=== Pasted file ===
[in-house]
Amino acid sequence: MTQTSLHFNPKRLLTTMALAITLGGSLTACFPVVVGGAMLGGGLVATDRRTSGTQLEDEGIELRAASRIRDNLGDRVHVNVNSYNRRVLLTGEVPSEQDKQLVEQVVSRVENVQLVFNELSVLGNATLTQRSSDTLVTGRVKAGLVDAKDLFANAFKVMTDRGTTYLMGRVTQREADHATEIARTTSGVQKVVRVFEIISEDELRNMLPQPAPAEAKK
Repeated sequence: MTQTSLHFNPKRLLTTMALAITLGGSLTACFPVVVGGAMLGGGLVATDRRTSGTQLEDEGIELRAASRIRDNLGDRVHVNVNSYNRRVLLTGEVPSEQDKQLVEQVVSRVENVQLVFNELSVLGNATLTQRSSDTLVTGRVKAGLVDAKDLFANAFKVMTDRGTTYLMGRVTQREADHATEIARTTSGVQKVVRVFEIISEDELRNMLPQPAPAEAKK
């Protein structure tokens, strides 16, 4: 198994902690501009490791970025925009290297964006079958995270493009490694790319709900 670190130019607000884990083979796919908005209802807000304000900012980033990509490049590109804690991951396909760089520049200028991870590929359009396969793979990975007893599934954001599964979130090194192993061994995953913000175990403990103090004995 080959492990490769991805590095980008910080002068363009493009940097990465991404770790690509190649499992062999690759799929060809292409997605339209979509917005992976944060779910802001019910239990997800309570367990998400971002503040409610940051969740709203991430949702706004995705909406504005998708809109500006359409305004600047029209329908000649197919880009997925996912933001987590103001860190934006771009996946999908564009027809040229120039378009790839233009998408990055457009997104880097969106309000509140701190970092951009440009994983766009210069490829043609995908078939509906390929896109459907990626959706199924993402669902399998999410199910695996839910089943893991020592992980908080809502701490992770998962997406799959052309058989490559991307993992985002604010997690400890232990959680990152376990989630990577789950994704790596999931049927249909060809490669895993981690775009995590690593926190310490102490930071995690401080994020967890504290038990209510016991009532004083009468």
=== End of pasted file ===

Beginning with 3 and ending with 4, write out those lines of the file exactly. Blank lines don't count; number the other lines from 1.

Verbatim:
Repeated sequence: MTQTSLHFNPKRLLTTMALAITLGGSLTACFPVVVGGAMLGGGLVATDRRTSGTQLEDEGIELRAASRIRDNLGDRVHVNVNSYNRRVLLTGEVPSEQDKQLVEQVVSRVENVQLVFNELSVLGNATLTQRSSDTLVTGRVKAGLVDAKDLFANAFKVMTDRGTTYLMGRVTQREADHATEIARTTSGVQKVVRVFEIISEDELRNMLPQPAPAEAKK
């Protein structure tokens, strides 16, 4: 198994902690501009490791970025925009290297964006079958995270493009490694790319709900 670190130019607000884990083979796919908005209802807000304000900012980033990509490049590109804690991951396909760089520049200028991870590929359009396969793979990975007893599934954001599964979130090194192993061994995953913000175990403990103090004995 080959492990490769991805590095980008910080002068363009493009940097990465991404770790690509190649499992062999690759799929060809292409997605339209979509917005992976944060779910802001019910239990997800309570367990998400971002503040409610940051969740709203991430949702706004995705909406504005998708809109500006359409305004600047029209329908000649197919880009997925996912933001987590103001860190934006771009996946999908564009027809040229120039378009790839233009998408990055457009997104880097969106309000509140701190970092951009440009994983766009210069490829043609995908078939509906390929896109459907990626959706199924993402669902399998999410199910695996839910089943893991020592992980908080809502701490992770998962997406799959052309058989490559991307993992985002604010997690400890232990959680990152376990989630990577789950994704790596999931049927249909060809490669895993981690775009995590690593926190310490102490930071995690401080994020967890504290038990209510016991009532004083009468």